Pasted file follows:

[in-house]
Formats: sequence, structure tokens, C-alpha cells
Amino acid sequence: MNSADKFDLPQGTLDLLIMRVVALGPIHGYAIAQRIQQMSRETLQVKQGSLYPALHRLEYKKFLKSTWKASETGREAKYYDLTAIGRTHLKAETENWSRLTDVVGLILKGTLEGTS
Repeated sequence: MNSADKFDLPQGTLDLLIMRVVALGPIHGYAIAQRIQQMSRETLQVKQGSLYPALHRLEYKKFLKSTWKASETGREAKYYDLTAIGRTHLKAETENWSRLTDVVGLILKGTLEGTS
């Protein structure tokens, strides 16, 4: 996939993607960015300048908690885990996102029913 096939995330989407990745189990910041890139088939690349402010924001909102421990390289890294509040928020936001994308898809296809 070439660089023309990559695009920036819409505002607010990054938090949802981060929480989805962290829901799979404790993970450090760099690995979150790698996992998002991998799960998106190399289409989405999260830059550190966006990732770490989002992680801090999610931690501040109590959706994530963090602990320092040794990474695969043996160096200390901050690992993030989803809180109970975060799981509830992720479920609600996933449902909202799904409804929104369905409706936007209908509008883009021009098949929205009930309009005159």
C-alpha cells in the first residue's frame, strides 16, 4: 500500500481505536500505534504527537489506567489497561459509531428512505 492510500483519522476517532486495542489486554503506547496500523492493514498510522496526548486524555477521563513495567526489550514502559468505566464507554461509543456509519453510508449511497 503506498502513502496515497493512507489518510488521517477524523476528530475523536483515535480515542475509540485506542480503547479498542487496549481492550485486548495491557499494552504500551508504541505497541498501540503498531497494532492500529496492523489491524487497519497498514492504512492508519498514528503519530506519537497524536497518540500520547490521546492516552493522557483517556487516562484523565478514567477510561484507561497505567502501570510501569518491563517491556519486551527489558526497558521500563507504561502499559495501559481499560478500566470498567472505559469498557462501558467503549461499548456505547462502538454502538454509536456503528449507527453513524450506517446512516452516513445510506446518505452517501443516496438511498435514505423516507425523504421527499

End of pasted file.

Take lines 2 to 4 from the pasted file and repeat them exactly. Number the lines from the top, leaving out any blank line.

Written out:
Formats: sequence, structure tokens, C-alpha cells
Amino acid sequence: MNSADKFDLPQGTLDLLIMRVVALGPIHGYAIAQRIQQMSRETLQVKQGSLYPALHRLEYKKFLKSTWKASETGREAKYYDLTAIGRTHLKAETENWSRLTDVVGLILKGTLEGTS
Repeated sequence: MNSADKFDLPQGTLDLLIMRVVALGPIHGYAIAQRIQQMSRETLQVKQGSLYPALHRLEYKKFLKSTWKASETGREAKYYDLTAIGRTHLKAETENWSRLTDVVGLILKGTLEGTS